1 May 2015

May 1st - St Joseph the Worker

Prayer composed by Blessed Pope John XXIII (1958-63). It places all workers under the patronage of St. Joseph the Worker, and asks for his intercession so that we may regard our work as a means of growing in holiness.

A Prayer for Workers

O glorious Joseph! Who concealed your incomparable and regal dignity of custodian of Jesus and of the Virgin Mary under the humble appearance of a craftsman and provided for them with your work, protect with loving power your sons, especially entrusted to you.

You know their anxieties and sufferings, because you yourself experienced them at the side of Jesus and of His Mother. Do not allow them, oppressed by so many worries, to forget the purpose for which they were created by God. Do not allow the seeds of distrust to take hold of their immortal souls. Remind all the workers that in the fields, in factories, in mines, and in scientific laboratories, they are not working, rejoicing, or suffering alone, but at their side is Jesus, with Mary, His Mother and ours, to sustain them, to dry the sweat of their brow, giving value to their toil. Teach them to turn work into a very high instrument of sanctification as you did.   
From About.com Guide:

May 1 has long been celebrated as "May Day," a holiday dedicated to labourers. For many years, May Day was associated with socialism and communism, and the Soviet Union and other Eastern Bloc countries held massive rallies and parades to mark the day.

The feast of St. Joseph the Worker was established by Pope Pius XII in 1955 in order to Christianize the concept of labour and give to all workmen a model and a protector. By the daily labour in his shop, offered to God with patience and joy, St. Joseph provided for the necessities of his holy spouse and of the Incarnate Son of God, and thus became an example to all labourers. "Workmen and all those labouring in conditions of poverty will have reasons to rejoice rather than grieve, since they have in common with the Holy Family daily preoccupations and cares"(Leo XIII).

More information on the feast day from CatholicCulture.org here and listen to Americancatholic.org for a short explanation of todays feast day here.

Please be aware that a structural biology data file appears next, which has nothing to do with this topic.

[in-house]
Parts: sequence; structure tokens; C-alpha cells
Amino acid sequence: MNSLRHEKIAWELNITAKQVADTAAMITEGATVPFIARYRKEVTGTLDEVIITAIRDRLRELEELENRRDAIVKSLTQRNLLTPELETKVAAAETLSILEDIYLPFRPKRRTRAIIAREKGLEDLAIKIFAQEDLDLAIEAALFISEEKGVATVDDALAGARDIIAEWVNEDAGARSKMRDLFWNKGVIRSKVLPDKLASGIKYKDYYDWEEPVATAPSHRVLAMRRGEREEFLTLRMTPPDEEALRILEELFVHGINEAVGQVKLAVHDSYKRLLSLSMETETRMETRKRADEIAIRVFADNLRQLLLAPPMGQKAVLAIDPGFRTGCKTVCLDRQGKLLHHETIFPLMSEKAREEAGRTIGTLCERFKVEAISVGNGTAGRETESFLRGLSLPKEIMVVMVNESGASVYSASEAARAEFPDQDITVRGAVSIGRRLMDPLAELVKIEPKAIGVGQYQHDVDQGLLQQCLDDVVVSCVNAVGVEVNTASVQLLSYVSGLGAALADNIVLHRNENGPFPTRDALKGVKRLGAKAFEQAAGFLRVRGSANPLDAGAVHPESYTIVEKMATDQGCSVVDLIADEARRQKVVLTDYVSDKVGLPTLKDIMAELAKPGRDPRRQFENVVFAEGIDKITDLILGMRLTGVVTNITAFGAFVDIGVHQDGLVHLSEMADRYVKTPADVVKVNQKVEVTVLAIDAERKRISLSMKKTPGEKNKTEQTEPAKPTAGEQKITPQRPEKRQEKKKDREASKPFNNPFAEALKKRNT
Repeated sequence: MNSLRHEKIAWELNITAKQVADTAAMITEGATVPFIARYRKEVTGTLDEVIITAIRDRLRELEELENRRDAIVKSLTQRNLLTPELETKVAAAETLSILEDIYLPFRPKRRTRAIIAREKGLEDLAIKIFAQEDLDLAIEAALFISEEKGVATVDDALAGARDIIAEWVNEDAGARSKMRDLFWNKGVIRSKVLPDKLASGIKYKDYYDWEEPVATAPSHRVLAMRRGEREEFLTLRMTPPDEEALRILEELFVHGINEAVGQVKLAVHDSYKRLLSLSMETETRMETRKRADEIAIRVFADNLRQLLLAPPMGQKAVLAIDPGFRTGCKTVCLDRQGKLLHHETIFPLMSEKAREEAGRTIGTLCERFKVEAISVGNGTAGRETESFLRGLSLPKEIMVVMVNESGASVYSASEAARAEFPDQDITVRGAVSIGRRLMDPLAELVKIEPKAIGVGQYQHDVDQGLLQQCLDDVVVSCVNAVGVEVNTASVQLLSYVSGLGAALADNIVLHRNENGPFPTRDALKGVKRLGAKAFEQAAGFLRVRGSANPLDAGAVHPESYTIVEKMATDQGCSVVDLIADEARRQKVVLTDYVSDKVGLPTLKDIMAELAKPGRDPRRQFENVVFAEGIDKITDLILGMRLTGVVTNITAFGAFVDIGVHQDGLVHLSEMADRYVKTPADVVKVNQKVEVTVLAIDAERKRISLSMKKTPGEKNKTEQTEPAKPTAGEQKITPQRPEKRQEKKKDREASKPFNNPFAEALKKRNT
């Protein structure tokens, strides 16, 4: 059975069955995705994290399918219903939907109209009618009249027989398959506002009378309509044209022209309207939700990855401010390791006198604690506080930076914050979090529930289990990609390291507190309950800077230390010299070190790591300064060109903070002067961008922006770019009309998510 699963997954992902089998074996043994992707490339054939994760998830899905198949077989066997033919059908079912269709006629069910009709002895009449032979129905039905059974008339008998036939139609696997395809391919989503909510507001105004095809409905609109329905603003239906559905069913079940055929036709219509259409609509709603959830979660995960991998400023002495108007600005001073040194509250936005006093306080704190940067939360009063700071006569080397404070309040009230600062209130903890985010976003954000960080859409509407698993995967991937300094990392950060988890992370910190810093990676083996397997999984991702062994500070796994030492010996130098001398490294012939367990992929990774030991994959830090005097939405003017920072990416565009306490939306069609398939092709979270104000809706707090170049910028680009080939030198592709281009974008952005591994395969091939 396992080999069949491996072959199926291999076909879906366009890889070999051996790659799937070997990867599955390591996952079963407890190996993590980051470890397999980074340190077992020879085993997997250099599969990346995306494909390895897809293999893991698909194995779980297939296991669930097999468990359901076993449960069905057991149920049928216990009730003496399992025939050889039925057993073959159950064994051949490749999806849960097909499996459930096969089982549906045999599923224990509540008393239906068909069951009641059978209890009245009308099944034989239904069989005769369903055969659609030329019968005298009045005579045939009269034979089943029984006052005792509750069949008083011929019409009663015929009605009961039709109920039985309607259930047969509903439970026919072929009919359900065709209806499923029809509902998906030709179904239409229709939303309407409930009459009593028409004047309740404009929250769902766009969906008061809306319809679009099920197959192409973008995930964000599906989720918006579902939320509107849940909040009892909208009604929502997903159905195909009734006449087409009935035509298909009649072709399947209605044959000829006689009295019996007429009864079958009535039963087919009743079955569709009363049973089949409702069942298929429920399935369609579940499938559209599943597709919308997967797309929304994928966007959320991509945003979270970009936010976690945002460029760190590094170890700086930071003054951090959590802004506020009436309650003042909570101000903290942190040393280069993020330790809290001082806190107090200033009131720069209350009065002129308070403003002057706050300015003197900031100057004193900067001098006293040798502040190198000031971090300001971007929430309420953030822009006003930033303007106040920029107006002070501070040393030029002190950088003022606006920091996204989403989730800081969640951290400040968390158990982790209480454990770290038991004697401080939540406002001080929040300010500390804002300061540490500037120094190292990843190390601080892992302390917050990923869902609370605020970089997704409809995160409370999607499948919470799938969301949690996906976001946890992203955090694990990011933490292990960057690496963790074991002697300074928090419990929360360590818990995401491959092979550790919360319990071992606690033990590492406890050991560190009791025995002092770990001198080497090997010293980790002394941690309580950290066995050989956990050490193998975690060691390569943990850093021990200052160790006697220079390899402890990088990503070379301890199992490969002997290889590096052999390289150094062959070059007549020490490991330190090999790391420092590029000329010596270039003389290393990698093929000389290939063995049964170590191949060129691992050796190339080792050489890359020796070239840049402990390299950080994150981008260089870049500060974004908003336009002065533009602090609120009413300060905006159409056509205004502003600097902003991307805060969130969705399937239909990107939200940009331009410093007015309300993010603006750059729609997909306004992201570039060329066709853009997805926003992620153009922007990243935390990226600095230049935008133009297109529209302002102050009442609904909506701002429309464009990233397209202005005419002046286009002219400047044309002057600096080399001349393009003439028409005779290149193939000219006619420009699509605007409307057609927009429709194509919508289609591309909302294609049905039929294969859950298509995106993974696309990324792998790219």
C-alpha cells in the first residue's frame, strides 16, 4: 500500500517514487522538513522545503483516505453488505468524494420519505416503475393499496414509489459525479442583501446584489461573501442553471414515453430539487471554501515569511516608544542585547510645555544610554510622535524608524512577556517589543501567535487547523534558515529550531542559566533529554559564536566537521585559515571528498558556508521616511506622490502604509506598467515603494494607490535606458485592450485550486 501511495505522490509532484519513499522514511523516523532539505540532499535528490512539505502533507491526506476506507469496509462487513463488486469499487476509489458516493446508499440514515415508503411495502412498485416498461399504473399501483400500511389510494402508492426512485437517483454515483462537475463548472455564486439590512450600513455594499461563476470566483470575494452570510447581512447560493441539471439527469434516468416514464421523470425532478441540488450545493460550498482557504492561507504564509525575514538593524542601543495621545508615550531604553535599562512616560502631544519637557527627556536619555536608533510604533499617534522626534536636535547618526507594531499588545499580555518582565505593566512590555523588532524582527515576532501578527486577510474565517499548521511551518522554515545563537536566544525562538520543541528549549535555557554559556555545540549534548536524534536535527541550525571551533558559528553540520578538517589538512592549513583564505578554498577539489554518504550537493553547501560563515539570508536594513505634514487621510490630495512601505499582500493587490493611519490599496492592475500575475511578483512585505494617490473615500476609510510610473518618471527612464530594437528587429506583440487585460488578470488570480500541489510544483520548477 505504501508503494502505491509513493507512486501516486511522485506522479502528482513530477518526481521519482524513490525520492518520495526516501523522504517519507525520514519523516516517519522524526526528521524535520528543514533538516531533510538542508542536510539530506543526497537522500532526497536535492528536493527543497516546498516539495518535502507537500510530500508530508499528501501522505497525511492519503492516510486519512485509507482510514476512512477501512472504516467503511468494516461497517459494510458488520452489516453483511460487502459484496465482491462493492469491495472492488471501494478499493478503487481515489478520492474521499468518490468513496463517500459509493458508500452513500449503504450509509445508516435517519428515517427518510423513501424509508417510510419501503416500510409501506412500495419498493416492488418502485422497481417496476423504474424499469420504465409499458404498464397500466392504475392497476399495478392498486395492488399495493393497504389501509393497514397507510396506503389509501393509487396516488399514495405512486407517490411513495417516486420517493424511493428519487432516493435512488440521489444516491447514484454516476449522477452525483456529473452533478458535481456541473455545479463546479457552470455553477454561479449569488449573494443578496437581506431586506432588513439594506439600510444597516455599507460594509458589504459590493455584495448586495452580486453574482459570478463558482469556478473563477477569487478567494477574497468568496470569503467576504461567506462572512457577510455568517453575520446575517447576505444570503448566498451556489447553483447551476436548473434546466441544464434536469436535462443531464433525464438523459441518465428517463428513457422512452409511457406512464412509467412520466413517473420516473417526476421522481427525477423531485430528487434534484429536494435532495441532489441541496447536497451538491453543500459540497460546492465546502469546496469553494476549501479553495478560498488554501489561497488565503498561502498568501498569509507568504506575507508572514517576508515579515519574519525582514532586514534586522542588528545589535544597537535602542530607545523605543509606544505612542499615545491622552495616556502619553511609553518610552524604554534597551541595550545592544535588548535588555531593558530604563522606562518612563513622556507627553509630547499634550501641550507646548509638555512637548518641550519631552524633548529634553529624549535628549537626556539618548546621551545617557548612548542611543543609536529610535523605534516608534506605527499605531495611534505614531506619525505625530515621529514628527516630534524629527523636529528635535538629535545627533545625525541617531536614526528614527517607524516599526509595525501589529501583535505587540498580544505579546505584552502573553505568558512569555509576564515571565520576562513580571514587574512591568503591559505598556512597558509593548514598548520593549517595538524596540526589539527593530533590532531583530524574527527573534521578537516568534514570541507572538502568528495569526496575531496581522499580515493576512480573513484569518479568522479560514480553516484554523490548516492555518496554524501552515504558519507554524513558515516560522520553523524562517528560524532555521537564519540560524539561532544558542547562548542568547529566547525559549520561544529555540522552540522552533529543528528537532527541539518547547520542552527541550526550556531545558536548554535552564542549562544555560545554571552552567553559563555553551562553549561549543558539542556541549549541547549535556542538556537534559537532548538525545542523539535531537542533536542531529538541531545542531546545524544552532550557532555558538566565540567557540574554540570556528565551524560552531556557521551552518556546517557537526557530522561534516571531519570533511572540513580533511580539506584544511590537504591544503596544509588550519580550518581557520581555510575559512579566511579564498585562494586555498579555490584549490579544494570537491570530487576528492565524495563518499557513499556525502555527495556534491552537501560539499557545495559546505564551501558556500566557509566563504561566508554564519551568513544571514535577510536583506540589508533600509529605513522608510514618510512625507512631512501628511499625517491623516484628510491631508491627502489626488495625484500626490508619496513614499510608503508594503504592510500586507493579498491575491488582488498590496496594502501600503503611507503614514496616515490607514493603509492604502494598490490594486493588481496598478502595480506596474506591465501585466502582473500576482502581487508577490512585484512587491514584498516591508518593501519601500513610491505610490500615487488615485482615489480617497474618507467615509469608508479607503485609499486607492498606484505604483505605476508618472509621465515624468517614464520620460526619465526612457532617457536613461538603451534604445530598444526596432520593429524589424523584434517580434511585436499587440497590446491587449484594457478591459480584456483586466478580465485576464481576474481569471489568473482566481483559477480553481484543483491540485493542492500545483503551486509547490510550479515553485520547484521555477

"Joseph, the scriptures love to trace
The glories of thy kingly line;
Yet no succession of thy race,
No long posterity was thine -
Of her the everlasting spouse
Who must a Virgin ever be,
The faithful ruler of His house
Who owns no fatherhood in thee.

And though thy Son were God indeed,
Over that home no angels sang,
But still, through years of toil and need,
Hammer and mallet bravely rang;
And surely 'twas a gracious thing
When, standing at His father's knee,
The world's great Craftsman and its King
Not king but craftsman learned to be."


The Church's teaching on the dignity of work forms part of the Social Teaching/Doctrine of the church.

Catholic Social Teaching (often referred to as CST) has sometimes been called ‘The Church’s Best Kept Secret”. CST is the Church reflecting on its mission in the world today, helping us to think about how we relate to the world around us and the problems that we face. In fact it is one of the greatest treasures of our Catholic tradition.

Most would accept that CST in its current form began with the encyclical Rerum Novarum – “Of New Things” in 1891 and has continued until the present with Caritas in Veritate - “Charity in Truth” in 2009. Drawing upon the Old and New Testaments, its traditions and its knowledge of social and economic traditions around the world, the Church has produced a formidable body of principles by which social and economic activity can be judged.

One of the principles of CST is the dignity of work. It stresses that the economy must serve people, not the other way around. Work is more than a way to make a living; it is a form of continuing participation in Gods creation. If the dignity of work is to be protected, then the basic rights of workers must be respected--the right to productive work, to decent and fair wages, to the organization and joining of unions, to private property, and to economic initiative.

You can read more about Catholic Social Teaching here and here and in particular about the dignity of work here including several biblical references for reflection and prayer.

You can read the main teaching documents of the church on CST here.

As well as praying for workers and the dignity of workers around the world, it also a day to pray for those who are unemployed with many links and resources HERE.

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